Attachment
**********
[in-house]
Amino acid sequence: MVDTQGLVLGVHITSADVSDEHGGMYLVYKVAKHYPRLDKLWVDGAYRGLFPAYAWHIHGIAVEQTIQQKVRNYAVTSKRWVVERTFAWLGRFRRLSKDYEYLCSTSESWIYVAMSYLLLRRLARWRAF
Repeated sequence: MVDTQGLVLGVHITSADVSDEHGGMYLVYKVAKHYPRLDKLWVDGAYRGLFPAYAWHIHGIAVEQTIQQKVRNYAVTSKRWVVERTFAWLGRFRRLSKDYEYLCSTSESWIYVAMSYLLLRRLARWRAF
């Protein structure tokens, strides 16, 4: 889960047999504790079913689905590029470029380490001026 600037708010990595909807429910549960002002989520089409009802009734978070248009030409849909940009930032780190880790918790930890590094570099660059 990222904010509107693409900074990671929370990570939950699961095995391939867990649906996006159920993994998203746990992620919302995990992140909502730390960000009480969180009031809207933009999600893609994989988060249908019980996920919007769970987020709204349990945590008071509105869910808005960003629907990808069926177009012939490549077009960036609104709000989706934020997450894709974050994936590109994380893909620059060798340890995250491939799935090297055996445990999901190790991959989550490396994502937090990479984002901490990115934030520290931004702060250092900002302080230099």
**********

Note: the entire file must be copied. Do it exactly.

[in-house]
Amino acid sequence: MVDTQGLVLGVHITSADVSDEHGGMYLVYKVAKHYPRLDKLWVDGAYRGLFPAYAWHIHGIAVEQTIQQKVRNYAVTSKRWVVERTFAWLGRFRRLSKDYEYLCSTSESWIYVAMSYLLLRRLARWRAF
Repeated sequence: MVDTQGLVLGVHITSADVSDEHGGMYLVYKVAKHYPRLDKLWVDGAYRGLFPAYAWHIHGIAVEQTIQQKVRNYAVTSKRWVVERTFAWLGRFRRLSKDYEYLCSTSESWIYVAMSYLLLRRLARWRAF
């Protein structure tokens, strides 16, 4: 889960047999504790079913689905590029470029380490001026 600037708010990595909807429910549960002002989520089409009802009734978070248009030409849909940009930032780190880790918790930890590094570099660059 990222904010509107693409900074990671929370990570939950699961095995391939867990649906996006159920993994998203746990992620919302995990992140909502730390960000009480969180009031809207933009999600893609994989988060249908019980996920919007769970987020709204349990945590008071509105869910808005960003629907990808069926177009012939490549077009960036609104709000989706934020997450894709974050994936590109994380893909620059060798340890995250491939799935090297055996445990999901190790991959989550490396994502937090990479984002901490990115934030520290931004702060250092900002302080230099």